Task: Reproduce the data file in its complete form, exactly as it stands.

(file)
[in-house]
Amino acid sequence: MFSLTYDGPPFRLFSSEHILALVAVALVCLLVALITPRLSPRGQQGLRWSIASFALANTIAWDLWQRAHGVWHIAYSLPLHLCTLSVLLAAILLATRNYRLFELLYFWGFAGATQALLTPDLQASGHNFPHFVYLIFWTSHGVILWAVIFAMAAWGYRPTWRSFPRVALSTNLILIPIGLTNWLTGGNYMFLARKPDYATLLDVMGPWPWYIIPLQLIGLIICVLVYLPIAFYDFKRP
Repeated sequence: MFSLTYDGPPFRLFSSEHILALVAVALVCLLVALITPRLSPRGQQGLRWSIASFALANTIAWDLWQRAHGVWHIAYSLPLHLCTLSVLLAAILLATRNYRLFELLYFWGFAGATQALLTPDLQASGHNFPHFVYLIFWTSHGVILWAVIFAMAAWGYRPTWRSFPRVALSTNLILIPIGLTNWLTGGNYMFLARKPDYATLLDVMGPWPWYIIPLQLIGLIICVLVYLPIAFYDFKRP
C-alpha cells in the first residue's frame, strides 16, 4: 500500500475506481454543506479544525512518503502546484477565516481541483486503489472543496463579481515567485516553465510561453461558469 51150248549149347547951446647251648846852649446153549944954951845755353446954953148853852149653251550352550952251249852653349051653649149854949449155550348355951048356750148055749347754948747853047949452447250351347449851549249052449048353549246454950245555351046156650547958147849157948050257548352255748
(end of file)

[in-house]
Amino acid sequence: MFSLTYDGPPFRLFSSEHILALVAVALVCLLVALITPRLSPRGQQGLRWSIASFALANTIAWDLWQRAHGVWHIAYSLPLHLCTLSVLLAAILLATRNYRLFELLYFWGFAGATQALLTPDLQASGHNFPHFVYLIFWTSHGVILWAVIFAMAAWGYRPTWRSFPRVALSTNLILIPIGLTNWLTGGNYMFLARKPDYATLLDVMGPWPWYIIPLQLIGLIICVLVYLPIAFYDFKRP
Repeated sequence: MFSLTYDGPPFRLFSSEHILALVAVALVCLLVALITPRLSPRGQQGLRWSIASFALANTIAWDLWQRAHGVWHIAYSLPLHLCTLSVLLAAILLATRNYRLFELLYFWGFAGATQALLTPDLQASGHNFPHFVYLIFWTSHGVILWAVIFAMAAWGYRPTWRSFPRVALSTNLILIPIGLTNWLTGGNYMFLARKPDYATLLDVMGPWPWYIIPLQLIGLIICVLVYLPIAFYDFKRP
C-alpha cells in the first residue's frame, strides 16, 4: 500500500475506481454543506479544525512518503502546484477565516481541483486503489472543496463579481515567485516553465510561453461558469 51150248549149347547951446647251648846852649446153549944954951845755353446954953148853852149653251550352550952251249852653349051653649149854949449155550348355951048356750148055749347754948747853047949452447250351347449851549249052449048353549246454950245555351046156650547958147849157948050257548352255748